Maintaining proficiency in a broad variety of procedures will become impossible. The development of super-subspecialties will require interventional cardiology societies and training programmes to seriously consider how best to alter their training practices to produce the right number of young operators with the right specialisations. These manpower implications have never been adequately addressed, leading to the problem of very low volume operators with a lack of experience. The team must be comfortable interacting with the sickest patients and their families, particularly those likely to not survive; and the team must also be familiar with advanced imaging and haemodynamic support technologies, a combination of skills that necessitates years of experience.
Since you were appointed as a clinical professor at University of California, San Francisco, USA, what has been your proudest achievement?
Placing emphasis on how interventional cardiologists can improve treatment decisions has been our recent focus. In particular, how best to incorporate the evidence-base and modify guideline and Appropriate Use Criteria to integrate shared-decision making into clinical practice. Engaging in a dialogue between the clinician and patient to jointly make decisions is most likely to ensure the best decision is made for that patient.
We have led efforts to define quality practice as more than just high volume or guideline adherence. Making the right decision requires understanding what patients really care about. They routinely tell us that quality of life is more important to them than its length, which is rarely the focus of clinical trials. With the reality of physician report cards, third-party assessments of hospital and physician quality, ties between outcomes and reimbursement, and the public reporting of outcomes, can we better define what is quality practice?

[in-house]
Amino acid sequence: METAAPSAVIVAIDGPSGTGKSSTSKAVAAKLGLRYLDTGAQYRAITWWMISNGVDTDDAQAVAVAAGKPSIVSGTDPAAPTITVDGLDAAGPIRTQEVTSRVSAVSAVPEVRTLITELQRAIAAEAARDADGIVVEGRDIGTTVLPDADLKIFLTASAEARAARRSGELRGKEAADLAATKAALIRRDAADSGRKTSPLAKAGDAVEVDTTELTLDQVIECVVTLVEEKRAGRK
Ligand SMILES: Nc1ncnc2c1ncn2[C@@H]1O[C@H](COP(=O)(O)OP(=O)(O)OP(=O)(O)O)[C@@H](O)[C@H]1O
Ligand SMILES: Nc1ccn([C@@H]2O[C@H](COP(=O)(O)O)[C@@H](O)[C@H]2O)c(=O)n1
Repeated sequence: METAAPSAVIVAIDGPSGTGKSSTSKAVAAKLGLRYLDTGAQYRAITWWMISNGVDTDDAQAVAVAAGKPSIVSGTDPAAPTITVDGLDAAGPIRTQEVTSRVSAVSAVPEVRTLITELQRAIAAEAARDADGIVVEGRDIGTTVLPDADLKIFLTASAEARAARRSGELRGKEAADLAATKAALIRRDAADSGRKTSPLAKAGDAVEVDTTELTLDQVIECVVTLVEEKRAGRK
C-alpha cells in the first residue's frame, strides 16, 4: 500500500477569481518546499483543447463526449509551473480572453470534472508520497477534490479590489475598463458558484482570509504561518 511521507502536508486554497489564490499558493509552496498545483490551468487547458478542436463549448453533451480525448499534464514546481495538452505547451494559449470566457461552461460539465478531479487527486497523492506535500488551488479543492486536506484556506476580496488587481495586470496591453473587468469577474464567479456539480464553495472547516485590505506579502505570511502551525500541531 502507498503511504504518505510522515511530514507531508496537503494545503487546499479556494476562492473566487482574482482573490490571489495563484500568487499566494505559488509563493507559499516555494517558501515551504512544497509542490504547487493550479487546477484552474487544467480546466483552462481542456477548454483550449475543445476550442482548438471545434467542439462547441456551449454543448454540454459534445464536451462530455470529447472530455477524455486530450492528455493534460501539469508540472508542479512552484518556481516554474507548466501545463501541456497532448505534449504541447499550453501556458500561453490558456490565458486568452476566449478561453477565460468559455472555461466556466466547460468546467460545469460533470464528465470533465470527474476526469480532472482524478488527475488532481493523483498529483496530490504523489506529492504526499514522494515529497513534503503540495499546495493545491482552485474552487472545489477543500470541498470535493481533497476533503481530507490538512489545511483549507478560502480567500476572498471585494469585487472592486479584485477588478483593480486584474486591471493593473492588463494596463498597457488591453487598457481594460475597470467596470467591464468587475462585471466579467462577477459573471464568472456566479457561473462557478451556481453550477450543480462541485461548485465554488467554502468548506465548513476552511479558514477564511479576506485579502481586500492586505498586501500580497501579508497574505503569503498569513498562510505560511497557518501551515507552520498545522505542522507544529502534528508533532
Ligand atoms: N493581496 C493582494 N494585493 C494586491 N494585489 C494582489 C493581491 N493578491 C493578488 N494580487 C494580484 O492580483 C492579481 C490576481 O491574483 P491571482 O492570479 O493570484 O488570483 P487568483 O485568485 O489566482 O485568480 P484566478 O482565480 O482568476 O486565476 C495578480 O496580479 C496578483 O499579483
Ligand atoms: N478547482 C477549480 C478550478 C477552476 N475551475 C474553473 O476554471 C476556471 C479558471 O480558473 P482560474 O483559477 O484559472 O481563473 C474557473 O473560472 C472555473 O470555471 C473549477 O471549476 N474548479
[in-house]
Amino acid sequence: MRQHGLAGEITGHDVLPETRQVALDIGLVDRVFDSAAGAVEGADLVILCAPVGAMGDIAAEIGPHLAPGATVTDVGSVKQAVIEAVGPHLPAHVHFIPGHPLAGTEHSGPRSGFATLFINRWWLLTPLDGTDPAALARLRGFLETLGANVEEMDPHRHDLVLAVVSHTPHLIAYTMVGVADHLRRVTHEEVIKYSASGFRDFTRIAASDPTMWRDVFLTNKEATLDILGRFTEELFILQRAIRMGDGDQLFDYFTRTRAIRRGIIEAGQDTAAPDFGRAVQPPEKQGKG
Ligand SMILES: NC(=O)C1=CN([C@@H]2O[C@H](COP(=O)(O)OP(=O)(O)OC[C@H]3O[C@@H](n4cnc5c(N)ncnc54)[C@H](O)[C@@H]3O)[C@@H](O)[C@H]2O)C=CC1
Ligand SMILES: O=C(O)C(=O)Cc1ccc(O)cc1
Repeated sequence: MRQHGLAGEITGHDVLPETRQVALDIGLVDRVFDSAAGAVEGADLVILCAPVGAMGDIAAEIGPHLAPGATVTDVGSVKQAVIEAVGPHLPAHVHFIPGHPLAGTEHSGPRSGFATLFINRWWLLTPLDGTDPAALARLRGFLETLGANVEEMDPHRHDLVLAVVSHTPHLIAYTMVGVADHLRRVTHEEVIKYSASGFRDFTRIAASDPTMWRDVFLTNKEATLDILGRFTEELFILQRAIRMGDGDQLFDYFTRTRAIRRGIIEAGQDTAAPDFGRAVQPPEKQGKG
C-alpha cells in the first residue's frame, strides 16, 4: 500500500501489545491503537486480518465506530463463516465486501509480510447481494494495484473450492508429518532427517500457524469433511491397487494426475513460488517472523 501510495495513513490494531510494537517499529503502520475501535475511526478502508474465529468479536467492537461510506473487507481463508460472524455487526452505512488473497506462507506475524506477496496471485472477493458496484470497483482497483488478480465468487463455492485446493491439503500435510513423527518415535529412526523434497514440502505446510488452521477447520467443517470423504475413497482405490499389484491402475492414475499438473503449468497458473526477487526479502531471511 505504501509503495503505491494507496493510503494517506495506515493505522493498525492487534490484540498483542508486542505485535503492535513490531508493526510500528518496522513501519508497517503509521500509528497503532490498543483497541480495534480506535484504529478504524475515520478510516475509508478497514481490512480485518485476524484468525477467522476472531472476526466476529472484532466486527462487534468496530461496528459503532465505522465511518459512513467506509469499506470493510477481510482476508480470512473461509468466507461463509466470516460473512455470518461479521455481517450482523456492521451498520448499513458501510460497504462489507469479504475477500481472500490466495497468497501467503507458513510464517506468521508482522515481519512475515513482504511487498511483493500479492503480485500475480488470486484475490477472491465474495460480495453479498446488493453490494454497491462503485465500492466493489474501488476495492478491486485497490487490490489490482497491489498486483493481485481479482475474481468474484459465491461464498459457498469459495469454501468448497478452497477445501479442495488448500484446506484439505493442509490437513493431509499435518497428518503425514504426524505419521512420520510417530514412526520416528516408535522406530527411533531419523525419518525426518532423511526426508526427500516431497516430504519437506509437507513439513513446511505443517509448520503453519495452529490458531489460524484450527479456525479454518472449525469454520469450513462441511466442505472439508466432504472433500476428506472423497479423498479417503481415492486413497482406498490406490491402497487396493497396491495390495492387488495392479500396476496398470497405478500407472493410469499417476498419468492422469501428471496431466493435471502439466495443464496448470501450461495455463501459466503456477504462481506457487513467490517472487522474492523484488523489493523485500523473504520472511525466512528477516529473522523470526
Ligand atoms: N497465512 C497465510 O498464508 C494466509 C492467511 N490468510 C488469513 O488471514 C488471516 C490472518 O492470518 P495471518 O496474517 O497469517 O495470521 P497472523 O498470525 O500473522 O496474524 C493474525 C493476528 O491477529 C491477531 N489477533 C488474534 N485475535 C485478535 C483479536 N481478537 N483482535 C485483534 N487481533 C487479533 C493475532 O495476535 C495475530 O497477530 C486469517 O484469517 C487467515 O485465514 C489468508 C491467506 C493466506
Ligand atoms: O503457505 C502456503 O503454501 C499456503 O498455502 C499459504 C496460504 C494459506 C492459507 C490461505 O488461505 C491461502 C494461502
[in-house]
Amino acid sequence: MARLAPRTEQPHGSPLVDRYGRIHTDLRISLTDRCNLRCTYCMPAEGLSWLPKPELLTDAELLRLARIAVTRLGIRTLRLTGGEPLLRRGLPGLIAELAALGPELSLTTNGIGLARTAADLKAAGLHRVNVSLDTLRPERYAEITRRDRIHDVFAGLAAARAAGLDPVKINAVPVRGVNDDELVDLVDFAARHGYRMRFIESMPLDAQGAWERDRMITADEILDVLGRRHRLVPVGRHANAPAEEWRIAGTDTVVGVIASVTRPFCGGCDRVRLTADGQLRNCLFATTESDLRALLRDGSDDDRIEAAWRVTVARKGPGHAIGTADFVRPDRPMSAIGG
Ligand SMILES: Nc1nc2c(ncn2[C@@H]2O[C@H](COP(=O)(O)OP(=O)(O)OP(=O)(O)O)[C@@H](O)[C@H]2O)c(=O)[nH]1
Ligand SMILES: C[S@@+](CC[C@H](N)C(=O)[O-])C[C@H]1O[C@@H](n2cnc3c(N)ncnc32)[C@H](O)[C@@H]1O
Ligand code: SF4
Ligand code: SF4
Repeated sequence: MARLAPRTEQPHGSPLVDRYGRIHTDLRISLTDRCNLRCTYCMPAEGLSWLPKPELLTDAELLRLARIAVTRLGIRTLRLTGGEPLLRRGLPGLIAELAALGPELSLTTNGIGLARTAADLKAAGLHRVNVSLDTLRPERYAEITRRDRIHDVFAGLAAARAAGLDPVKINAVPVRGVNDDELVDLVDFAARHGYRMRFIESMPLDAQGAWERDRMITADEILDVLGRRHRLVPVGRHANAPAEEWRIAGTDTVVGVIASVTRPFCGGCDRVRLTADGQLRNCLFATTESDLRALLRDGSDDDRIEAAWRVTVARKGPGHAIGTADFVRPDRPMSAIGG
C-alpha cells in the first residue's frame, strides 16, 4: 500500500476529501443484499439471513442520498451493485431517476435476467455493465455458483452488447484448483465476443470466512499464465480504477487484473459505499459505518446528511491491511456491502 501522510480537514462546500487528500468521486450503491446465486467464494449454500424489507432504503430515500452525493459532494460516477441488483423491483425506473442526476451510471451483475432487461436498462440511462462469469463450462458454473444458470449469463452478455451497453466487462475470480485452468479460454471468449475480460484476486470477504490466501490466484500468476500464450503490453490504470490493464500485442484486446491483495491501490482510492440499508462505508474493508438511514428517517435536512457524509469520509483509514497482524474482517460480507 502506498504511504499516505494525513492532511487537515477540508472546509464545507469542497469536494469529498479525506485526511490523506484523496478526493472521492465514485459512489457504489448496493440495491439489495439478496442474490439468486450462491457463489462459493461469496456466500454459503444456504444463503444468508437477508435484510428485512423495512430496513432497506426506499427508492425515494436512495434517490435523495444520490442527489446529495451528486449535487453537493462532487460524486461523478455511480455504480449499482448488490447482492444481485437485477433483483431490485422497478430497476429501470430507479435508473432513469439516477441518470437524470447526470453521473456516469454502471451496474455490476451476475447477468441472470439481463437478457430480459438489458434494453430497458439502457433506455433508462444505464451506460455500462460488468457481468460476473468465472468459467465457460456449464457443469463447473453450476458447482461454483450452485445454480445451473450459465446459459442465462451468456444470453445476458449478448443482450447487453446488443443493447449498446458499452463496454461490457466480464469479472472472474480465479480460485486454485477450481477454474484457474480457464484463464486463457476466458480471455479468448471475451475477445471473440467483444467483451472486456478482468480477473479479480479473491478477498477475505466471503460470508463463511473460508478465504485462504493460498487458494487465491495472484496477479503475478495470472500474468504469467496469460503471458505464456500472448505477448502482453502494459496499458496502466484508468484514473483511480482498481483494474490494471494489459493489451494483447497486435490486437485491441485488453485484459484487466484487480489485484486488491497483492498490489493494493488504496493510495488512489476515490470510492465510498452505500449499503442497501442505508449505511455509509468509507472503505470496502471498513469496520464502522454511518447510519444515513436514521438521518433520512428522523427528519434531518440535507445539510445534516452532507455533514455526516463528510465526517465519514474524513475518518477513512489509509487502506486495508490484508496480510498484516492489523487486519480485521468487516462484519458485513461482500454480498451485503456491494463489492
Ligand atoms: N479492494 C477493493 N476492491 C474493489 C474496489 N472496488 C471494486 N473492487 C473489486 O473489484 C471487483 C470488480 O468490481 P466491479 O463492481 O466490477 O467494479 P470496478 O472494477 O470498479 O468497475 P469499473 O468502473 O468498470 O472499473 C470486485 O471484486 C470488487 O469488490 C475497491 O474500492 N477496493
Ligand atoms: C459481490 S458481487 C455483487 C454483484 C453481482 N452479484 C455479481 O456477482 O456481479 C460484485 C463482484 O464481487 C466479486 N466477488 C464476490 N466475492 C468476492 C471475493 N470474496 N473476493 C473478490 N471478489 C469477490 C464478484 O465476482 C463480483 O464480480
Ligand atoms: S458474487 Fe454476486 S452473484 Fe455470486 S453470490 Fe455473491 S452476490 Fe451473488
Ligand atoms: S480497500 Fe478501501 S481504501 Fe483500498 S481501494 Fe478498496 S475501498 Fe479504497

What are some points of emphasis you believe clinicians should incorporate into practice to be the best interventional cardiologists they can be?
The most significant challenge for an interventional cardiologist in contemporary practice is to do what is best for the patient. Diminishing reimbursement despite rising costs has resulted in greater dependence on interventional volume to maintain the revenue stream of cardiology practices. In this context, the results of the ISCHEMIA trial challenge our conceptions of what comprises excellence in practice. Revascularisation in stable ischaemic heart disease of patients with moderate-to-severe ischaemia had no benefit beyond medical therapy in preventing major cardiovascular events at 4 years. How the consequences of this finding are resolved, with its myriad resource allocation, cost, and value considerations, will be a defining moment for the field.
Increasing utilisation of intravascular imaging to guide performance and appraise results is another neglected area. Although success has been traditionally defined by an angiogram showing improvement, this standard should be modified to include imaging that provides information about stent apposition, expansion, and the absence of dissection.